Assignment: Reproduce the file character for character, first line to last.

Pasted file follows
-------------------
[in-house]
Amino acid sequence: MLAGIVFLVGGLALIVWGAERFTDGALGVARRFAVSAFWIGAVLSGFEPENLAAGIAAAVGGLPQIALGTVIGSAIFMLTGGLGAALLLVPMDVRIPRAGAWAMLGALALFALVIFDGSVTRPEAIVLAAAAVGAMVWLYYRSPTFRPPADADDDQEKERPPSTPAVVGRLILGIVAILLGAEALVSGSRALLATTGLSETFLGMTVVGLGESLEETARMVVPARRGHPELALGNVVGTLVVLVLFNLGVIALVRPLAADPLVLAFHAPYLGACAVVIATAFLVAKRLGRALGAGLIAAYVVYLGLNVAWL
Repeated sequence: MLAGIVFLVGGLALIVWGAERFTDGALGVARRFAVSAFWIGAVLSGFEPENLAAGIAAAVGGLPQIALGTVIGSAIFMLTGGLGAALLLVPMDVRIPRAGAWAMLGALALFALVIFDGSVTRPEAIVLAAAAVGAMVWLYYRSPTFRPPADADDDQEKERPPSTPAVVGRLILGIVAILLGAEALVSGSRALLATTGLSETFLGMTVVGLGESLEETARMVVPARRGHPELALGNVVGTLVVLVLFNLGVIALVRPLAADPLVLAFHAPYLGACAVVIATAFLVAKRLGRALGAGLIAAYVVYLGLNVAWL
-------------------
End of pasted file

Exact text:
[in-house]
Amino acid sequence: MLAGIVFLVGGLALIVWGAERFTDGALGVARRFAVSAFWIGAVLSGFEPENLAAGIAAAVGGLPQIALGTVIGSAIFMLTGGLGAALLLVPMDVRIPRAGAWAMLGALALFALVIFDGSVTRPEAIVLAAAAVGAMVWLYYRSPTFRPPADADDDQEKERPPSTPAVVGRLILGIVAILLGAEALVSGSRALLATTGLSETFLGMTVVGLGESLEETARMVVPARRGHPELALGNVVGTLVVLVLFNLGVIALVRPLAADPLVLAFHAPYLGACAVVIATAFLVAKRLGRALGAGLIAAYVVYLGLNVAWL
Repeated sequence: MLAGIVFLVGGLALIVWGAERFTDGALGVARRFAVSAFWIGAVLSGFEPENLAAGIAAAVGGLPQIALGTVIGSAIFMLTGGLGAALLLVPMDVRIPRAGAWAMLGALALFALVIFDGSVTRPEAIVLAAAAVGAMVWLYYRSPTFRPPADADDDQEKERPPSTPAVVGRLILGIVAILLGAEALVSGSRALLATTGLSETFLGMTVVGLGESLEETARMVVPARRGHPELALGNVVGTLVVLVLFNLGVIALVRPLAADPLVLAFHAPYLGACAVVIATAFLVAKRLGRALGAGLIAAYVVYLGLNVAWL